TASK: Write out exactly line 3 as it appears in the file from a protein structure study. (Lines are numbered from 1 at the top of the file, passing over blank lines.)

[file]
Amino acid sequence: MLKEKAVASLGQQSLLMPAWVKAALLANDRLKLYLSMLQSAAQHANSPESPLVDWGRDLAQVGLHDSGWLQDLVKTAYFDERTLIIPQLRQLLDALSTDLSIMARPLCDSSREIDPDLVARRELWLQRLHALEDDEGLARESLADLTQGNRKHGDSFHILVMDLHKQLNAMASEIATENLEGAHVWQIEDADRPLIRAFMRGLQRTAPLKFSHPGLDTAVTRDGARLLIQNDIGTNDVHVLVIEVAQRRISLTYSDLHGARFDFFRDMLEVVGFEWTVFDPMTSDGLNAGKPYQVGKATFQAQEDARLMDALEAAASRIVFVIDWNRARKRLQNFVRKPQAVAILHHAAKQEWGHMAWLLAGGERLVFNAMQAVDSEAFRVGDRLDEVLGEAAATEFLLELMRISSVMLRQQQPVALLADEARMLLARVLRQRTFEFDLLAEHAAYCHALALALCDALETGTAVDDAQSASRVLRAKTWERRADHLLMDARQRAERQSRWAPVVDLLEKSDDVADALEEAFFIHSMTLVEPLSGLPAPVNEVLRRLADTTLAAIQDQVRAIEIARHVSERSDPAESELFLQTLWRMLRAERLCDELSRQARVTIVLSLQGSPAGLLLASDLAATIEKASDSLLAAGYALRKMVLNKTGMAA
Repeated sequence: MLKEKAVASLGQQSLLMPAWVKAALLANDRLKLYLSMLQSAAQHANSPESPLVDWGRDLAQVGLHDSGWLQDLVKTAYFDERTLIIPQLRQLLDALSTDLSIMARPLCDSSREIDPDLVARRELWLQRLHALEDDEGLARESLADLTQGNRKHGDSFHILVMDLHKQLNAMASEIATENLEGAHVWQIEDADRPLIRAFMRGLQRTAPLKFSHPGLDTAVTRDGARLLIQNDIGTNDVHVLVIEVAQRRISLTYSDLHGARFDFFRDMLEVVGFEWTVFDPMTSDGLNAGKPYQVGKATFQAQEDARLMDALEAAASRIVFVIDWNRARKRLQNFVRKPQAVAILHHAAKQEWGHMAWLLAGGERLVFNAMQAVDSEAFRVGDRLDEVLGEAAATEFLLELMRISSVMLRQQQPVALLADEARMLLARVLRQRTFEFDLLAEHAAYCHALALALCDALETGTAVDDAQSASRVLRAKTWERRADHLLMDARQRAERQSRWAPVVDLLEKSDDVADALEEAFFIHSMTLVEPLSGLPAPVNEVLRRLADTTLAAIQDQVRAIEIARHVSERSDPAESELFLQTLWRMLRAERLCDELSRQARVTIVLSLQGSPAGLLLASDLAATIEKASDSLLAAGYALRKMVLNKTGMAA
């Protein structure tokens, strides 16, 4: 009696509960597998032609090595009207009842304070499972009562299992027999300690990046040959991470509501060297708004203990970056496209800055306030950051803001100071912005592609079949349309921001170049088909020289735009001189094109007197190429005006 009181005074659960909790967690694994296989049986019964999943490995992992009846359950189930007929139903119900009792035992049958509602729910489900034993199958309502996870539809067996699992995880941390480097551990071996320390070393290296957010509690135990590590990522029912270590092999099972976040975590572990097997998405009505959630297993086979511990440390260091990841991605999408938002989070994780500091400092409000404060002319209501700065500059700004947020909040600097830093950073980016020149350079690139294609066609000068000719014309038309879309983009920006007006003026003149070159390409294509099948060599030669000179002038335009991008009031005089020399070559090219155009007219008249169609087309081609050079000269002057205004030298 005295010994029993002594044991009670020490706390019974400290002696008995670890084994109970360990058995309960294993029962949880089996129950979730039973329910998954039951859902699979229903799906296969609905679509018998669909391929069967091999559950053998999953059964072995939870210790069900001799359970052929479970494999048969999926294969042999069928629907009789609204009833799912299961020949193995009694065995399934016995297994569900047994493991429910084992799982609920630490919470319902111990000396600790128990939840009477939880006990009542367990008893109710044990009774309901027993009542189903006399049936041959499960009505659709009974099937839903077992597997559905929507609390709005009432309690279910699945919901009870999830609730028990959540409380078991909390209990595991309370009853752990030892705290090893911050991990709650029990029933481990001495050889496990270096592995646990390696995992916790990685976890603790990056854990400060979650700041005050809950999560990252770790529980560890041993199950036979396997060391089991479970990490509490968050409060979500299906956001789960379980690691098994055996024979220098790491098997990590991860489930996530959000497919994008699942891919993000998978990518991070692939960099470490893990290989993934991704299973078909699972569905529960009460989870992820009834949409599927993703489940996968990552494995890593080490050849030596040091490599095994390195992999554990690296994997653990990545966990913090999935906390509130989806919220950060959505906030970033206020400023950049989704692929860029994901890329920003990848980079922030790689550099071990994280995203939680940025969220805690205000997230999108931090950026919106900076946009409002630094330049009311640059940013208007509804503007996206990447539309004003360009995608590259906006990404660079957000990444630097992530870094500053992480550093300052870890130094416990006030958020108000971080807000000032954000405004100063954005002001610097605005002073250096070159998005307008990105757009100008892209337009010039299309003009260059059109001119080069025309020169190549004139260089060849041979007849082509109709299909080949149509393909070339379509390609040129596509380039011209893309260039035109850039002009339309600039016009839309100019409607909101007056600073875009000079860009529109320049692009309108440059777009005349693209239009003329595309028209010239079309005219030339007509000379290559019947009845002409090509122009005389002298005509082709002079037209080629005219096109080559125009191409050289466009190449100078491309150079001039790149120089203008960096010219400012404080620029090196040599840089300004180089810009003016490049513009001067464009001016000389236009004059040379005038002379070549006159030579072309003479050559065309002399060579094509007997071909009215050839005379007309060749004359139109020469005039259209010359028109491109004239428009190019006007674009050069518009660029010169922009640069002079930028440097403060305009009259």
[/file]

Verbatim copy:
């Protein structure tokens, strides 16, 4: 009696509960597998032609090595009207009842304070499972009562299992027999300690990046040959991470509501060297708004203990970056496209800055306030950051803001100071912005592609079949349309921001170049088909020289735009001189094109007197190429005006 009181005074659960909790967690694994296989049986019964999943490995992992009846359950189930007929139903119900009792035992049958509602729910489900034993199958309502996870539809067996699992995880941390480097551990071996320390070393290296957010509690135990590590990522029912270590092999099972976040975590572990097997998405009505959630297993086979511990440390260091990841991605999408938002989070994780500091400092409000404060002319209501700065500059700004947020909040600097830093950073980016020149350079690139294609066609000068000719014309038309879309983009920006007006003026003149070159390409294509099948060599030669000179002038335009991008009031005089020399070559090219155009007219008249169609087309081609050079000269002057205004030298 005295010994029993002594044991009670020490706390019974400290002696008995670890084994109970360990058995309960294993029962949880089996129950979730039973329910998954039951859902699979229903799906296969609905679509018998669909391929069967091999559950053998999953059964072995939870210790069900001799359970052929479970494999048969999926294969042999069928629907009789609204009833799912299961020949193995009694065995399934016995297994569900047994493991429910084992799982609920630490919470319902111990000396600790128990939840009477939880006990009542367990008893109710044990009774309901027993009542189903006399049936041959499960009505659709009974099937839903077992597997559905929507609390709005009432309690279910699945919901009870999830609730028990959540409380078991909390209990595991309370009853752990030892705290090893911050991990709650029990029933481990001495050889496990270096592995646990390696995992916790990685976890603790990056854990400060979650700041005050809950999560990252770790529980560890041993199950036979396997060391089991479970990490509490968050409060979500299906956001789960379980690691098994055996024979220098790491098997990590991860489930996530959000497919994008699942891919993000998978990518991070692939960099470490893990290989993934991704299973078909699972569905529960009460989870992820009834949409599927993703489940996968990552494995890593080490050849030596040091490599095994390195992999554990690296994997653990990545966990913090999935906390509130989806919220950060959505906030970033206020400023950049989704692929860029994901890329920003990848980079922030790689550099071990994280995203939680940025969220805690205000997230999108931090950026919106900076946009409002630094330049009311640059940013208007509804503007996206990447539309004003360009995608590259906006990404660079957000990444630097992530870094500053992480550093300052870890130094416990006030958020108000971080807000000032954000405004100063954005002001610097605005002073250096070159998005307008990105757009100008892209337009010039299309003009260059059109001119080069025309020169190549004139260089060849041979007849082509109709299909080949149509393909070339379509390609040129596509380039011209893309260039035109850039002009339309600039016009839309100019409607909101007056600073875009000079860009529109320049692009309108440059777009005349693209239009003329595309028209010239079309005219030339007509000379290559019947009845002409090509122009005389002298005509082709002079037209080629005219096109080559125009191409050289466009190449100078491309150079001039790149120089203008960096010219400012404080620029090196040599840089300004180089810009003016490049513009001067464009001016000389236009004059040379005038002379070549006159030579072309003479050559065309002399060579094509007997071909009215050839005379007309060749004359139109020469005039259209010359028109491109004239428009190019006007674009050069518009660029010169922009640069002079930028440097403060305009009259």